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Appears in Collections:Psychology Journal Articles
Peer Review Status: Refereed
Title: Image statistics determine the integration of visual cues to motion-in-depth
Author(s): Goutcher, Ross
Murray, Lauren
Benz, Brooke
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Keywords: Human behaviour
Motion detection
Sensory processing
Issue Date: 2022
Date Deposited: 16-May-2022
Citation: Goutcher R, Murray L & Benz B (2022) Image statistics determine the integration of visual cues to motion-in-depth. Scientific Reports, 12 (1), Art. No.: 7941.
Abstract: Motion-in-depth perception is critical in enabling animals to avoid hazards and respond to potential threats. For humans, important visual cues for motion-in-depth include changing disparity (CD) and changing image size (CS). The interpretation and integration of these cues depends upon multiple scene parameters, such as distance moved, object size and viewing distance, posing a significant computational challenge. We show that motion-in-depth cue integration depends upon sensitivity to the joint probabilities of the scene parameters determining these signals, and on the probability of CD and CS signals co-occurring. Models that took these factors into account predicted human performance in speed-in-depth and cue conflict discrimination tasks, where standard linear integration models could not. These results suggest that cue integration is affected by both the uncertainty of sensory signals and the mapping of those signals to real-world properties. Evidence of a role for such mappings demonstrates the importance of scene and image statistics to the processes underpinning cue integration and the perception of motion-in-depth.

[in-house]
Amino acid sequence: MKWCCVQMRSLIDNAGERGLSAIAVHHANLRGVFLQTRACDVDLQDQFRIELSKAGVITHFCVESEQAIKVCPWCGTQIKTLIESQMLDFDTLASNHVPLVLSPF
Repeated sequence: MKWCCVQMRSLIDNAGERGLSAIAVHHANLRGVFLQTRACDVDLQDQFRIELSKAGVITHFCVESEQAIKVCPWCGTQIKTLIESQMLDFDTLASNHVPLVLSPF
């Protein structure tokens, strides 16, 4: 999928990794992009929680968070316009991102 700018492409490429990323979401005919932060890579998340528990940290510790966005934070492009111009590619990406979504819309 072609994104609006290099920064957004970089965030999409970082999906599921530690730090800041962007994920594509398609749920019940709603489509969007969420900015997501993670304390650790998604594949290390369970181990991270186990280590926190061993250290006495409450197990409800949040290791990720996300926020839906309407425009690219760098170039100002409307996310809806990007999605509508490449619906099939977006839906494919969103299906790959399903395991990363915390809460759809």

DOI Link: 10.1038/s41598-022-12051-5
Rights: This article is licensed under a Creative Commons Attribution 4.0 International License, which permits use, sharing, adaptation, distribution and reproduction in any medium or format, as long as you give appropriate credit to the original author(s) and the source, provide a link to the Creative Commons licence, and indicate if changes were made. The images or other third party material in this article are included in the article's Creative Commons licence, unless indicated otherwise in a credit line to the material. If material is not included in the article's Creative Commons licence and your intended use is not permitted by statutory regulation or exceeds the permitted use, you will need to obtain permission directly from the copyright holder. To view a copy of this licence, visit
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